• Assuming your SystemMailbox shows that it has several hundred items comprising 361 kilobytes (KB) of data, should you reclaim this hard disk space?
    This is the size of the SystemMailbox with the schema definitions in it. This is expected and should not be altered.
  • Should you delete the SystemMailbox mailbox? Do you have to delete it before you can uninstall the Exchange server?
    You should not delete the SystemMailbox mailbox. When trying to remove the mailbox store or uninstall the server, if you get the following error, this is not due to the SystemMailbox mailbox:
    One or more users currently use this mailbox store. These users must be moved to a different mailbox store or be mail disabled before deleting this store. ID no: c1034a7f Exchange System Manager
    For more information about how to determine which mailbox is causing this behavior, see Microsoft Knowledge Base article 279202, "You receive a "c1034a7f" error message when you delete a mailbox store."

Each server running Exchange Server 2003 or Exchange 2000 Server should have only one System Attendant mailbox. If the server has a mailbox that is misspelled, such as System Attendent mailbox, someone has probably added this.

The System Attendant mailbox has a folder within it called SpecialPrivateFolderForFreeBusyStorage. This folder is used when Collaboration Data Objects (CDO) or Microsoft Outlook® Web Access sends free/busy information to the store through the MSExchangeFBPublish process.

The System Attendant mailbox is also required to be available during mailbox moves. For example, if you have the mailbox store containing the System Attendant mailbox dismounted during a mailbox move, the move will fail, and you will find events 9175, 9167, and 1008 in your application event log. For more information, see Microsoft Knowledge Base article 264413, "Error Connecting to Destination Server During Move Mailbox."

The System Attendant mailbox is also used to send and receive the messages used by the legacy link monitoring service.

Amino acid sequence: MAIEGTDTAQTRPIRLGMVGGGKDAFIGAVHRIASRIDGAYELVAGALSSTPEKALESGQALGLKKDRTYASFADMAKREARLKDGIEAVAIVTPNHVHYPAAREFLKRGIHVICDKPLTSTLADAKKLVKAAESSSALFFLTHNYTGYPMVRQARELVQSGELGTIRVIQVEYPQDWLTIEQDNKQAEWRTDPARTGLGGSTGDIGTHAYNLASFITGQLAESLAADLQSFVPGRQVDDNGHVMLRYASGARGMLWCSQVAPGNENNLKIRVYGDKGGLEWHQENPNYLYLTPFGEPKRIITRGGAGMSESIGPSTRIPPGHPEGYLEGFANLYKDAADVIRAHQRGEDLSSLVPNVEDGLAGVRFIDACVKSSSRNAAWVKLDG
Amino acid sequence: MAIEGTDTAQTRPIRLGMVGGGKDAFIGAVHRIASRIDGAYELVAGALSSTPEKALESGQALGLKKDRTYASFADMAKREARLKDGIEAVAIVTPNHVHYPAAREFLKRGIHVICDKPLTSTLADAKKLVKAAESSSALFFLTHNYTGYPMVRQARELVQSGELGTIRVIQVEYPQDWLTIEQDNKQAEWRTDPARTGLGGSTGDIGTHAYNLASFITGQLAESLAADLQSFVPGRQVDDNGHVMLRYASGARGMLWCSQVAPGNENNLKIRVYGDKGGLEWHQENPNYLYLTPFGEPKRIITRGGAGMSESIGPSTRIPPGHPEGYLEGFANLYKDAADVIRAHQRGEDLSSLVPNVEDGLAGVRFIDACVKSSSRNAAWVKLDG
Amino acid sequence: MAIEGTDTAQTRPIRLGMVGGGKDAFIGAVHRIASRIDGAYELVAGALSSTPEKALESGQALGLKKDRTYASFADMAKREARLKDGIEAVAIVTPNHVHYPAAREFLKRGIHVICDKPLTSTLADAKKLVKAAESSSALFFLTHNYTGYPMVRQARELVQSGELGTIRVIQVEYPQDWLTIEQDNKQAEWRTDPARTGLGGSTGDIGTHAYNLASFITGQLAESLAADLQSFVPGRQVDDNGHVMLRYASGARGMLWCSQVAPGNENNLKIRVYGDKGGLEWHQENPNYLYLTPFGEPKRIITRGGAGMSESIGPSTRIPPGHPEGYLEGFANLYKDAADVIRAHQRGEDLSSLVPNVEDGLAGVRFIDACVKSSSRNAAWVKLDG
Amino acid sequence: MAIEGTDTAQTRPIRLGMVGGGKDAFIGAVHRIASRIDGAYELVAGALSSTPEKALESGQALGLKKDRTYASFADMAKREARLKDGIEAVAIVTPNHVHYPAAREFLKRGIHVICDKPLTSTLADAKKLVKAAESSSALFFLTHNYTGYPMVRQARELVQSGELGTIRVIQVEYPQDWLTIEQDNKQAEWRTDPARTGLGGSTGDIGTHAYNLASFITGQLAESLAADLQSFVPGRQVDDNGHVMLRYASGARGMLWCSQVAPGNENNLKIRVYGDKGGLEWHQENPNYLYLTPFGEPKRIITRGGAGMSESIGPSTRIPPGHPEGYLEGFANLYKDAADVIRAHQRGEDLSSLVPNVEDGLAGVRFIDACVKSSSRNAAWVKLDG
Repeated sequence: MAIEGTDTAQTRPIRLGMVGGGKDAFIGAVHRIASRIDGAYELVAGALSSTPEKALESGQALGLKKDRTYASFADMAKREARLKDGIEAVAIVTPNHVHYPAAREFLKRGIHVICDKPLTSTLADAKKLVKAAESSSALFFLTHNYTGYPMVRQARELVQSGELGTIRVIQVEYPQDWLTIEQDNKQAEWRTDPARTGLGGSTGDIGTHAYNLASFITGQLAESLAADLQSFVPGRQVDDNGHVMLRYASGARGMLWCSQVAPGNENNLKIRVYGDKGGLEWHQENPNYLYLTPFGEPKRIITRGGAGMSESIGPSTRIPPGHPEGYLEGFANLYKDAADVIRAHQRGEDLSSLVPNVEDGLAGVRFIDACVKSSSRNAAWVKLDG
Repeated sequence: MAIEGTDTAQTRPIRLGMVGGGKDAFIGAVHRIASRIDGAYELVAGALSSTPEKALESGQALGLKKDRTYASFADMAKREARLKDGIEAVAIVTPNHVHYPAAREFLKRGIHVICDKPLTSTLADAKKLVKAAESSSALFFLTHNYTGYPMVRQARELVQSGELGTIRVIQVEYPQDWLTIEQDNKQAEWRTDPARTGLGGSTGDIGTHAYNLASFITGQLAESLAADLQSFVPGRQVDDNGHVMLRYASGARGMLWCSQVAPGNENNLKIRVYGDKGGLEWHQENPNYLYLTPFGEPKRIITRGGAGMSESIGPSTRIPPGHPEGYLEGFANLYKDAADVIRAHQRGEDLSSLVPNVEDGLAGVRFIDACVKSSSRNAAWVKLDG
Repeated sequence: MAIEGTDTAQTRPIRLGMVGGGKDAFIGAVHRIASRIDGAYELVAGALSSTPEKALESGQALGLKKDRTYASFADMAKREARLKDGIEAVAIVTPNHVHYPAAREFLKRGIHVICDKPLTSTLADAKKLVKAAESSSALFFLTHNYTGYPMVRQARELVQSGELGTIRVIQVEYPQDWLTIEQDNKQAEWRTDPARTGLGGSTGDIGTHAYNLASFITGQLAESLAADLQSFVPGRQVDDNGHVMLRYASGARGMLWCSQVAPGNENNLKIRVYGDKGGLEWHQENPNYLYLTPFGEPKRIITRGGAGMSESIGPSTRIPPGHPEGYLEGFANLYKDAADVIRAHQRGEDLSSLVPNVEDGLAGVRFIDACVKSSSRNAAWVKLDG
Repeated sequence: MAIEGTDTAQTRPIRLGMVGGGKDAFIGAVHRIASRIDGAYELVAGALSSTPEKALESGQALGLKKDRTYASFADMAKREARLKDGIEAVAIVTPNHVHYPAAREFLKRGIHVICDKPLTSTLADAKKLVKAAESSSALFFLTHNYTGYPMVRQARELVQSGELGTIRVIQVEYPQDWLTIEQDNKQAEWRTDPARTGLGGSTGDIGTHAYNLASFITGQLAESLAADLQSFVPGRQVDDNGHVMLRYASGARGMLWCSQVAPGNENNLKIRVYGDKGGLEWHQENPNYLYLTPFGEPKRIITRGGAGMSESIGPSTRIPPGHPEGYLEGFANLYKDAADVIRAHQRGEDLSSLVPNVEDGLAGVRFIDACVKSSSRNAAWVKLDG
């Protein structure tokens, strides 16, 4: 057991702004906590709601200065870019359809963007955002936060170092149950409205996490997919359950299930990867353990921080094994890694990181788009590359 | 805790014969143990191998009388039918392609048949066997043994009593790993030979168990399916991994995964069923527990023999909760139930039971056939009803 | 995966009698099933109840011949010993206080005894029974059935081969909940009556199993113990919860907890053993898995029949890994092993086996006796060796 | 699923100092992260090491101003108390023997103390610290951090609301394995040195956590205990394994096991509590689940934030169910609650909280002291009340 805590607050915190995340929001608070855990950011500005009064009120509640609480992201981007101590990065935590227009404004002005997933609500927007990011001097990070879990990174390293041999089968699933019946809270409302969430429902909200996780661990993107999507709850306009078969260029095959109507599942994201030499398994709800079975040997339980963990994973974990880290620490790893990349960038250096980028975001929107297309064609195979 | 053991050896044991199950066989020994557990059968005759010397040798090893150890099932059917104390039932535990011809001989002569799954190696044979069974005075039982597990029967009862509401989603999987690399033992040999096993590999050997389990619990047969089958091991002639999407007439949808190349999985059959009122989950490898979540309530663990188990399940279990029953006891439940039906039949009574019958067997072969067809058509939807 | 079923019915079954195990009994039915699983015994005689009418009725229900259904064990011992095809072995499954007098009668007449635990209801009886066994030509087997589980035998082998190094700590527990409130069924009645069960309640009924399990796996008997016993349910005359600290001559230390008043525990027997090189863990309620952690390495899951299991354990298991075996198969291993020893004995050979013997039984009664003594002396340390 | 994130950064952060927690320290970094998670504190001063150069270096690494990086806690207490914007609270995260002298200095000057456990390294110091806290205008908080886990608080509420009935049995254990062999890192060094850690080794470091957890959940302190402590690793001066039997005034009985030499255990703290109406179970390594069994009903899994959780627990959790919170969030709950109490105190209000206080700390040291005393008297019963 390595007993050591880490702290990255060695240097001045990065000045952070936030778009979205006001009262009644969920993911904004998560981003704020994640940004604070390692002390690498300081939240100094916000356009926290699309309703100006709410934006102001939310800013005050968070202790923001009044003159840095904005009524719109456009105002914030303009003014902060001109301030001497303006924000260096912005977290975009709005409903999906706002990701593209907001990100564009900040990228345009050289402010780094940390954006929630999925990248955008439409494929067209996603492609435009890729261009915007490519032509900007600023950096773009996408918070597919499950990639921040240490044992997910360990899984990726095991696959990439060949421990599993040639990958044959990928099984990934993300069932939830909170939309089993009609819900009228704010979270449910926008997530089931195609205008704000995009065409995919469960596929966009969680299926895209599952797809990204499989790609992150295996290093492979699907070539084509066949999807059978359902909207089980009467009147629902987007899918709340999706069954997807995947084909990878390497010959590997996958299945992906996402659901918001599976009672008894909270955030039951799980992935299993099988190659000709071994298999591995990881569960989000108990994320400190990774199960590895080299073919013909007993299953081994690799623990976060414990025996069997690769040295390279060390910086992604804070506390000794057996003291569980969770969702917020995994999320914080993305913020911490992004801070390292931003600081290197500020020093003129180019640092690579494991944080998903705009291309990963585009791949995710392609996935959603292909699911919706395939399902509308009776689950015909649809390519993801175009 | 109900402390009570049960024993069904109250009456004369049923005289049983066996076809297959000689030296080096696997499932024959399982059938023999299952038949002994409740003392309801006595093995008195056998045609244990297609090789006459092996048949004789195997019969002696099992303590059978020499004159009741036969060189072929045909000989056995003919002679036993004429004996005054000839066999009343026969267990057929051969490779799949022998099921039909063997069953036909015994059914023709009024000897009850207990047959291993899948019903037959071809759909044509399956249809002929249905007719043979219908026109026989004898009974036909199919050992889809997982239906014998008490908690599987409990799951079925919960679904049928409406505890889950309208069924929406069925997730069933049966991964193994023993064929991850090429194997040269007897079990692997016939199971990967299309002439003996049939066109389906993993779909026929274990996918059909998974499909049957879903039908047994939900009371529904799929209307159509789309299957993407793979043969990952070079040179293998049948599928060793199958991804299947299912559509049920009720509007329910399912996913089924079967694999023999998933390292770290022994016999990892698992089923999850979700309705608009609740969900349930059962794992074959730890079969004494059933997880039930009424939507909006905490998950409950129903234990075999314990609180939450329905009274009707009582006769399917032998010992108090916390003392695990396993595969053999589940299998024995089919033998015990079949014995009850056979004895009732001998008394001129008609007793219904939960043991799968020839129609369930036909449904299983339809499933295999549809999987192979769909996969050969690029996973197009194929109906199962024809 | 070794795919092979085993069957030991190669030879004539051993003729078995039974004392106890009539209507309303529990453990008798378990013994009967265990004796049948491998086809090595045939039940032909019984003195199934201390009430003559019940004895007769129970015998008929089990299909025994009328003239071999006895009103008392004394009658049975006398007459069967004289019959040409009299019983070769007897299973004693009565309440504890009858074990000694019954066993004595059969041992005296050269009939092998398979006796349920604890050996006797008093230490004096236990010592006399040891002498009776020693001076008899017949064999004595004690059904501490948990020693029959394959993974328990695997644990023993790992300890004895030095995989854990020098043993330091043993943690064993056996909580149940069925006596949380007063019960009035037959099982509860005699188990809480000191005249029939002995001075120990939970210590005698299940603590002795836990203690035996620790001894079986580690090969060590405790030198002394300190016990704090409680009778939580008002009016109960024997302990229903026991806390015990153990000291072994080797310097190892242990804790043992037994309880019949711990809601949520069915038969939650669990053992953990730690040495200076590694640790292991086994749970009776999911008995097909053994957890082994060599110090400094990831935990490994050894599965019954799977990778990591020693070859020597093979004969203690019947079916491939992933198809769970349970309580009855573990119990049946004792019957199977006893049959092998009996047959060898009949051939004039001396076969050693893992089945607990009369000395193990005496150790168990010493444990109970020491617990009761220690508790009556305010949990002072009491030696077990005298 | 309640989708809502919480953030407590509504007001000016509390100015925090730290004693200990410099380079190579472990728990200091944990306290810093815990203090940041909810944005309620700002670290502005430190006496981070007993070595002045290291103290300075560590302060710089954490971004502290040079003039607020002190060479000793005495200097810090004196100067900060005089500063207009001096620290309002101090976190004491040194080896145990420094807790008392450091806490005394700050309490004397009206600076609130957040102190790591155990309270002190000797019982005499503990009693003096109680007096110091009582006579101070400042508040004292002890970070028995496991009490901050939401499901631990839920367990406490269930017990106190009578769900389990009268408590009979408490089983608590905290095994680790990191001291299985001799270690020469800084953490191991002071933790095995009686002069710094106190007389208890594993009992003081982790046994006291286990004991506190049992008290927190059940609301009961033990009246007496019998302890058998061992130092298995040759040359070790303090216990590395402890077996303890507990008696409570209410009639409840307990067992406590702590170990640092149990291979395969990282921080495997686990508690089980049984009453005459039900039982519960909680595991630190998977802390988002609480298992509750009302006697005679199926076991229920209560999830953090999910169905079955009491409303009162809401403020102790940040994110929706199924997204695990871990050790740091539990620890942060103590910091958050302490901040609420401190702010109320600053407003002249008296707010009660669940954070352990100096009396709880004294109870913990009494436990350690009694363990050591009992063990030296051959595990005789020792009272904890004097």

Consider the following frequently asked questions:

  • Where can the System Attendant mailbox be found?
    There are two parts in the complete System Attendant mailbox: a directory object and a mailbox object. The directory object is the actual System Attendant object in the configuration container. The following is a typical location:
    CN=Microsoft System Attendant,CN=<servername>,CN=Servers,CN=<sitename>,CN=Administrative Groups,CN=<orgname>,CN=Microsoft Exchange,CN=Services,CN=Configuration,CN=<domain>
    This directory object hosts all of the directory attributes associated with the system attendant. There is also a mailbox object, stored in the first mailbox store created on a server running Exchange Server 2003 or Exchange 2000 Server. This is generally the Mailbox (servername) store.
  • When does the System Attendant mailbox get created? Can it be moved or re-created?
    The System Attendant mailbox is created when the system attendant is created on a server. It is associated with the first mailbox store created on a server.
    If an attempt is made to delete the mailbox store containing the System Attendant mailbox, the following warning will appear:
    Deleting this mailbox store may result in the loss of system messages used by Exchange, such as Free/Busy or Key Management Security. If you choose to continue, you need to restart the system attendant service after the store is deleted.
    If the store is then deleted, the System Attendant mailbox will be moved automatically into another mailbox store on the server, that is, the HomeMDB value on the directory object will be updated. The system attendant service must be restarted to reconfigure MSExchangeFBPublish to use the new mailbox location, and the mailbox object may not reappear under the Mailboxes node of Exchange System Manager until it is used in the future.